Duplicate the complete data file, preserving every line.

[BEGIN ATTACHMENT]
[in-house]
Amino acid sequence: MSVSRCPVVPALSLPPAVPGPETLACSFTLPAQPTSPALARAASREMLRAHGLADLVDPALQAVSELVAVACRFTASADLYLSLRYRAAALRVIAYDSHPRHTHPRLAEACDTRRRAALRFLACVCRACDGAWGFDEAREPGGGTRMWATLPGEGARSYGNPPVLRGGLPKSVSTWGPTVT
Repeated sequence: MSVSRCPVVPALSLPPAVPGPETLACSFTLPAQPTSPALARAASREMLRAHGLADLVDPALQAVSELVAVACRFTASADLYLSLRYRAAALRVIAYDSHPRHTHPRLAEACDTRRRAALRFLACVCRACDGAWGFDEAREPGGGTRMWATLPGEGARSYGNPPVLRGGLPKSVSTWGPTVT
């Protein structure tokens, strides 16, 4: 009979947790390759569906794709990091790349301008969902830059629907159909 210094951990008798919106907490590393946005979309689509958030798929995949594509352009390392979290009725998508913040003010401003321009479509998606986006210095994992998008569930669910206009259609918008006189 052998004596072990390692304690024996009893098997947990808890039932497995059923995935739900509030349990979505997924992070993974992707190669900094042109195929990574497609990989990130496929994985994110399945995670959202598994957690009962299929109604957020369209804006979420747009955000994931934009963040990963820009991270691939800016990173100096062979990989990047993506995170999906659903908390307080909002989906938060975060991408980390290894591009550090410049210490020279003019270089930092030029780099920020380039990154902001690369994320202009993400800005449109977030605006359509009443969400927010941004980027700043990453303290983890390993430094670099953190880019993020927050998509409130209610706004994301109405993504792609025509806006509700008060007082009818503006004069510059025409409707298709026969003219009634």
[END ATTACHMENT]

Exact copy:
[in-house]
Amino acid sequence: MSVSRCPVVPALSLPPAVPGPETLACSFTLPAQPTSPALARAASREMLRAHGLADLVDPALQAVSELVAVACRFTASADLYLSLRYRAAALRVIAYDSHPRHTHPRLAEACDTRRRAALRFLACVCRACDGAWGFDEAREPGGGTRMWATLPGEGARSYGNPPVLRGGLPKSVSTWGPTVT
Repeated sequence: MSVSRCPVVPALSLPPAVPGPETLACSFTLPAQPTSPALARAASREMLRAHGLADLVDPALQAVSELVAVACRFTASADLYLSLRYRAAALRVIAYDSHPRHTHPRLAEACDTRRRAALRFLACVCRACDGAWGFDEAREPGGGTRMWATLPGEGARSYGNPPVLRGGLPKSVSTWGPTVT
């Protein structure tokens, strides 16, 4: 009979947790390759569906794709990091790349301008969902830059629907159909 210094951990008798919106907490590393946005979309689509958030798929995949594509352009390392979290009725998508913040003010401003321009479509998606986006210095994992998008569930669910206009259609918008006189 052998004596072990390692304690024996009893098997947990808890039932497995059923995935739900509030349990979505997924992070993974992707190669900094042109195929990574497609990989990130496929994985994110399945995670959202598994957690009962299929109604957020369209804006979420747009955000994931934009963040990963820009991270691939800016990173100096062979990989990047993506995170999906659903908390307080909002989906938060975060991408980390290894591009550090410049210490020279003019270089930092030029780099920020380039990154902001690369994320202009993400800005449109977030605006359509009443969400927010941004980027700043990453303290983890390993430094670099953190880019993020927050998509409130209610706004994301109405993504792609025509806006509700008060007082009818503006004069510059025409409707298709026969003219009634």